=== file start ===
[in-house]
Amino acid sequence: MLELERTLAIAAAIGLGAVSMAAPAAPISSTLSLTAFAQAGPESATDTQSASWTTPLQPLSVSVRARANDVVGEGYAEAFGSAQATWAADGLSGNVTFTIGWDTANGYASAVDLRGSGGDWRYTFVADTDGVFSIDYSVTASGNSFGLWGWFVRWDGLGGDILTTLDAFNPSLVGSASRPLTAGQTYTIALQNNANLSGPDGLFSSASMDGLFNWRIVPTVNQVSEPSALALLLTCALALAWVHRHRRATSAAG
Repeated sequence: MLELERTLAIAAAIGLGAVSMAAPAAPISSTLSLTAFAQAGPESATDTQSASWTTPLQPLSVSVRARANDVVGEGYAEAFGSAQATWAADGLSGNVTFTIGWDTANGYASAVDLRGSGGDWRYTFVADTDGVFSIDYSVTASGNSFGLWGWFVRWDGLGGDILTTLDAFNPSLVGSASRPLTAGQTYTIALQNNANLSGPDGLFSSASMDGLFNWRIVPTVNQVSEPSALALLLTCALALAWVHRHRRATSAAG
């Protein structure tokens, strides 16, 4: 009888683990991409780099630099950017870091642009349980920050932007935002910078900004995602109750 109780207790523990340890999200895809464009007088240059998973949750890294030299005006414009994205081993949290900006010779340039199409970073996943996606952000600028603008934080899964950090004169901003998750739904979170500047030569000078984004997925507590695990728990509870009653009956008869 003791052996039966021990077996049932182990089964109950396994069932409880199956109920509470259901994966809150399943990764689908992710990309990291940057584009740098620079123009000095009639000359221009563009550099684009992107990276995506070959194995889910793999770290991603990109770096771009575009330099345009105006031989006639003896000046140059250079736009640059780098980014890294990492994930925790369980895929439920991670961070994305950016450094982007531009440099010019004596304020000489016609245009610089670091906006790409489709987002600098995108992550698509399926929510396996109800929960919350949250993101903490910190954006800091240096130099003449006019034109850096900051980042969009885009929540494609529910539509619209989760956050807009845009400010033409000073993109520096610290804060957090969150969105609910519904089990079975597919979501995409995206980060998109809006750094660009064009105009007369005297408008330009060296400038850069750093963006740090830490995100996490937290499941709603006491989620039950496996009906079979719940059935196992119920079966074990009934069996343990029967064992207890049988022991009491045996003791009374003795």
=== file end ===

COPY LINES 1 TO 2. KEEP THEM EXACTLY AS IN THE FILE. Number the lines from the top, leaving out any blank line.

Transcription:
[in-house]
Amino acid sequence: MLELERTLAIAAAIGLGAVSMAAPAAPISSTLSLTAFAQAGPESATDTQSASWTTPLQPLSVSVRARANDVVGEGYAEAFGSAQATWAADGLSGNVTFTIGWDTANGYASAVDLRGSGGDWRYTFVADTDGVFSIDYSVTASGNSFGLWGWFVRWDGLGGDILTTLDAFNPSLVGSASRPLTAGQTYTIALQNNANLSGPDGLFSSASMDGLFNWRIVPTVNQVSEPSALALLLTCALALAWVHRHRRATSAAG